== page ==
MATTHEW POON, HORSE RACING AND LIFE LESSONS

By Hans Ebert

Everything in moderation. We’ve been taught that from a very early age. It’s advice that has served us well while growing up- if we are living our lives keeping to this belief.

Going off the rails is when pressure takes over. When moderation becomes excess. And in this day and age of information overload, and easy access to almost everything, we’re all under constant pressure to either absorb everything going on around us- the daily doses of bad news like what recently happened in London, the politics of The Big Orange in the White House, the mad Kim Chee in North Korea itching like the finger on the trigger of a gun to blow us all to bits- or switch off from these grim and negative realities of life. They often do your head in.

My dad would not allow the news on television to be shown at home. It caused him stressed. And him being stressed out, made the rest of us stressed. Maybe it’s part of my DNA, but I had to tell someone staying over the other night that it’s either CNN and the constant updates on various Trumpgates or me. She chose the former.

Horse racing comes with its own highs and lows, and, at the end of the day, corny as it might sound, only the strong survive- the riders, the trainers, the owners, and those who bet on the outcome of a race. For the latter group, that saying, everything in moderation, is all-important. There’s always temptation holding a smoking apple around the corner, and we have seen the dangers of playing catch up when on the losing side of the ledger.

For a jockey, everything is great as long as you’re riding winners. While this is happening, they can walk on water and turn water into wine. There are different types of danger attached to this: young jockeys, especially, start to believe what might sometimes be hype, fall in with the wrong crowd and see their promising careers derailed.

There’s the added pressure to succeed along with the expected pressure to constantly do one’s best. There are no days off. Probably most dangerous of all is the toll that fame and success can have on young riders who simply can’t cope with the high expectations placed on their young shoulders- and minds.

As South African based racing writer Robyn Louw says, “Yes, hype is tough, but it’s also part of the job. We tend to forget that the youngsters are really not much more than kids. They really do have to grow up fast and learn to handle a lot of different things all at once.”

This inability to cope happens regularly in music. Think about Amy Winehouse, Kurt Cobain, The 27 Club, Syd Barrett, Brian Jones, Michael Jackson, and before them all, Frankie Lyman.

In horse racing, many of us have known riders whose lives were derailed from a lethal cocktail of different types of pressures, and are no longer with us.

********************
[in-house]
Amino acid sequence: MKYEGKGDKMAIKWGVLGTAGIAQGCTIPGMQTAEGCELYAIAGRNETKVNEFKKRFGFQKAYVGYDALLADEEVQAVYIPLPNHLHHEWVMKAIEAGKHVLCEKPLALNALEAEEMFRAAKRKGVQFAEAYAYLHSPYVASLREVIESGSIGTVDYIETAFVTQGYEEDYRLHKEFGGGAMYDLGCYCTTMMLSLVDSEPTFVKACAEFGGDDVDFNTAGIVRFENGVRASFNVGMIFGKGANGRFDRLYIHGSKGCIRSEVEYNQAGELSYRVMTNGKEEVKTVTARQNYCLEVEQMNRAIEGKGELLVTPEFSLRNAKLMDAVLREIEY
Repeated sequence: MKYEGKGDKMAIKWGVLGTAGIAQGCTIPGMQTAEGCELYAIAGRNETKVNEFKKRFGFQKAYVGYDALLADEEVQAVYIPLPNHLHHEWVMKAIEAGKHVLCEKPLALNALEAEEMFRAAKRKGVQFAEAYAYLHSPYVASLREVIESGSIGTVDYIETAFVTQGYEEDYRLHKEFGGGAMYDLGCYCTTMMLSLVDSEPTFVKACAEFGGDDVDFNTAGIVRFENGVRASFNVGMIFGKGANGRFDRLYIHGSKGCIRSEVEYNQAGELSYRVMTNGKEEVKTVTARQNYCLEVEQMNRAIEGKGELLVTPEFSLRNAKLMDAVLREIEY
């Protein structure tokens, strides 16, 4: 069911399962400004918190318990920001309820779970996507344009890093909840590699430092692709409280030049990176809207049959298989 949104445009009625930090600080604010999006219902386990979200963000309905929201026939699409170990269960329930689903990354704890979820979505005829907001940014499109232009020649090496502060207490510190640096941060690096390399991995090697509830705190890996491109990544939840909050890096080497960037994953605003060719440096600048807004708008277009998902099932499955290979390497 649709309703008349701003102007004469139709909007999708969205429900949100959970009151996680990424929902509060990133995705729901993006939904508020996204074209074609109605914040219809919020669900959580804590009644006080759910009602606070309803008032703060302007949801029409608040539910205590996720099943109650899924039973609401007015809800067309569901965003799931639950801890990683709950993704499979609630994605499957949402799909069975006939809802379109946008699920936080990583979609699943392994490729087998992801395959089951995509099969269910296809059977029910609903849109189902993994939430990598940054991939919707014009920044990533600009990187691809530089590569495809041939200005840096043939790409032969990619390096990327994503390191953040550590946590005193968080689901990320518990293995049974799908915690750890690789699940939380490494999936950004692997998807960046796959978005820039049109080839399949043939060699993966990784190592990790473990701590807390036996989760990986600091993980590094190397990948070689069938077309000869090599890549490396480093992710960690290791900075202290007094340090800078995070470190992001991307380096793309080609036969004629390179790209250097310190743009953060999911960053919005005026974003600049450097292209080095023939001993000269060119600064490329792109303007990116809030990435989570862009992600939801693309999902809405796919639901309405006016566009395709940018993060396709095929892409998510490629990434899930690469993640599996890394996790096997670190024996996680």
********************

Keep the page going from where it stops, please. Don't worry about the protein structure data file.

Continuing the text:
On Sunday, apprentice Matthew Poon began his riding career in Hong Kong. The buildup to his first day riding here had been intense. After all, here was a young talent nicknamed “The Poon Train” who had taken Adelaide by storm during his years gaining appearance under the guidance of trainer Richard Jolly. He had ridden 117 winners and won the hearts and minds of the city’s racing public.

There’s a big difference, however, between riding in Adelaide and riding in Hong Kong, where you’re riding in the most competitive, and often, demanding racing jurisdictions in the world.

From riding against jockeys like Jamie Kah, Clare Lindop, Matthew Nielson, Jason Holder, Dom Tourneur and Emily Finnegan, Matthew Poon found himself riding against names like Joao Moreira, Zac Purton, Douglas Whyte, and other world class jockeys along with the much-improved and best local jockey in Derek Leung, and female apprentice Kei Chiong.

Being the first female in fifteen years to be granted a license to ride in Hong Kong would have come with its own pressures to succeed. It took an entire season and the team around her led by the great South African rider Felix Coetzee to get her to where she is today. Let’s just hope she stays grounded as she’s still very much a work in progress. We all need strong support systems to get ahead in life before getting too ahead of ourselves.

Matthew Poon made a successful debut when he drove the John Moore-trained Happy Meteor first past the winning post. One can only imagine his relief in riding a winner, especially for the influential Moore stable on his Big Day Out in Hong Kong, though being dislodged by an errant horse later on in the day saw him taken to hospital for observations. Thankfully, everything seems to be fine though he lost out on a winning ride and was handed down a two day suspension. It was certainly a day of starts and then a short full stop at the station for “The Poon Train”.